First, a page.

It's been a dreary past few days here in Karaganda. And between wishing I was on vacation with my family in Colorado, and ending my work at the public school I taught at four times week, my mood has borne an uncanny resemblance to the cloudy sky and the drizzly atmosphere. I have been cold and damp almost all week, both emotionally and, you know, literally.
After a day of struggling through a lesson and struggling through a bank transaction and struggling through a wet walk to the language center, in mix of my pity party I made an "at least" list. You know: at least I had remembered to wear socks, at least I was able to get past the language barrier at the bank, at least got to sit on the bus instead of stand, at least I had a fun lesson planned for my adult students, at least the lilacs had bloomed and were smelling great, at least, at least, at least.
As I walked I looked up at the sky. It's become a habit, because the sky is usually so beautiful here. Due to obscene amounts of pollution, the sunsets are a ridiculous technicolor display. And during the daytime usually all you can see is a deep, soft, cloud-less blue. But because of all this rain, when I looked up instead I saw blue-gray wall of clouds shielding any sunlight from view. The sky was a curious violet color and the texture of the clouds reminded me of a computer art program I had as a kid, how you could paint the sky in thick, puffy strokes.
I thought to myself, "Hm, the sky is actually quite beautiful like that." Unbidden, the thought popped into my head from Elsewhere, "I think so, too."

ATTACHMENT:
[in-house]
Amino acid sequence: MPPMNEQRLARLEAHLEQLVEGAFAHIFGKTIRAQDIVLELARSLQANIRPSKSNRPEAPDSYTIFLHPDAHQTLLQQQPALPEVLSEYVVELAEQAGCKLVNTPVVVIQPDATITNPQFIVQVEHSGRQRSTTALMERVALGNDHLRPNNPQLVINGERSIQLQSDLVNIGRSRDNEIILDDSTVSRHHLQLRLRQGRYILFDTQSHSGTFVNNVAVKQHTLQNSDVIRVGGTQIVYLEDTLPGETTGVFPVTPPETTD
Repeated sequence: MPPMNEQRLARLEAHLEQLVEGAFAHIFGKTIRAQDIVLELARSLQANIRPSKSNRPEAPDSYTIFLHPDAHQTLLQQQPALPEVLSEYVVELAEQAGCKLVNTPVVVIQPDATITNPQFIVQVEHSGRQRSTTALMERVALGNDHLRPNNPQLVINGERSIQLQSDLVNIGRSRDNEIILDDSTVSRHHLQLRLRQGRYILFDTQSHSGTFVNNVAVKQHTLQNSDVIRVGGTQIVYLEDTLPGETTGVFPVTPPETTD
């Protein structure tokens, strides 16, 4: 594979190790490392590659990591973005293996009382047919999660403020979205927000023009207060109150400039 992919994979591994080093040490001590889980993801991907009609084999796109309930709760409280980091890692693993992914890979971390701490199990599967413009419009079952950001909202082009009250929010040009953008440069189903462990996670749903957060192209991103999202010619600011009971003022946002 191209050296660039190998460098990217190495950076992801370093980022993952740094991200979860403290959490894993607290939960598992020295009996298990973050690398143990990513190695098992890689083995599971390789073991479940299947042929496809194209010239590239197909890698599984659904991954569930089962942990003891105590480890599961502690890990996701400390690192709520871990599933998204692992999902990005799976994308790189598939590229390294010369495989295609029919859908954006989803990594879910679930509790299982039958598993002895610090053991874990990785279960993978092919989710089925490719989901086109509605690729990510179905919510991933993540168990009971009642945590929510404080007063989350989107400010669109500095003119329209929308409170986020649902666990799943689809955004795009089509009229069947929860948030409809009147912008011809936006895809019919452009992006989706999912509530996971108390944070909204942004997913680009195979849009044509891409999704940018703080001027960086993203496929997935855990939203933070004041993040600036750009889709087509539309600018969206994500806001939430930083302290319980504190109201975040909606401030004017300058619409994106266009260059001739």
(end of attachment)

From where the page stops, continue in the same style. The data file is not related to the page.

It reminds me of my favorite Switchfoot song, "Rain, another rainy day / Comes up from the ocean / Give herself away / She comes down easy / On rich and debt the same / And she gives herself away."
I want to pity myself. I want to wrap myself in my hoodie and sweatpants and watch Friends under the covers until I'm warm and toasty and feel medicated enough that I can finish this painful process of saying good-bye (for now?) to this city I love so much. I want license to withdraw, glum and moody, into the comforts of my two favorite vices: chocolate and television.
But that's dumb. That's so dumb. Why?
Because good things don't just happen.
And yet, somehow, good things happen to me every day.
It's no crime to be sad. It's normal. Maybe even good. Of course I should miss my family, and grieve leaving Karaganda, and repent of the stupid selfish decisions I indulge each day. And I ought to hurt for a world that is full of broken systems, and broken relationships, and broken people. But in the darkness a light shines. In the steady drip of unrelenting rain, there is still beauty. Grace still waters this broken place. Grace, those undeserved good things that happen every day. Grace, the hope that overpowers cynicism. Grace, the source of the joy that wipes out my self-pity and my lethargy. We don't deserve it, but it comes down everywhere and always.
Grace like rain.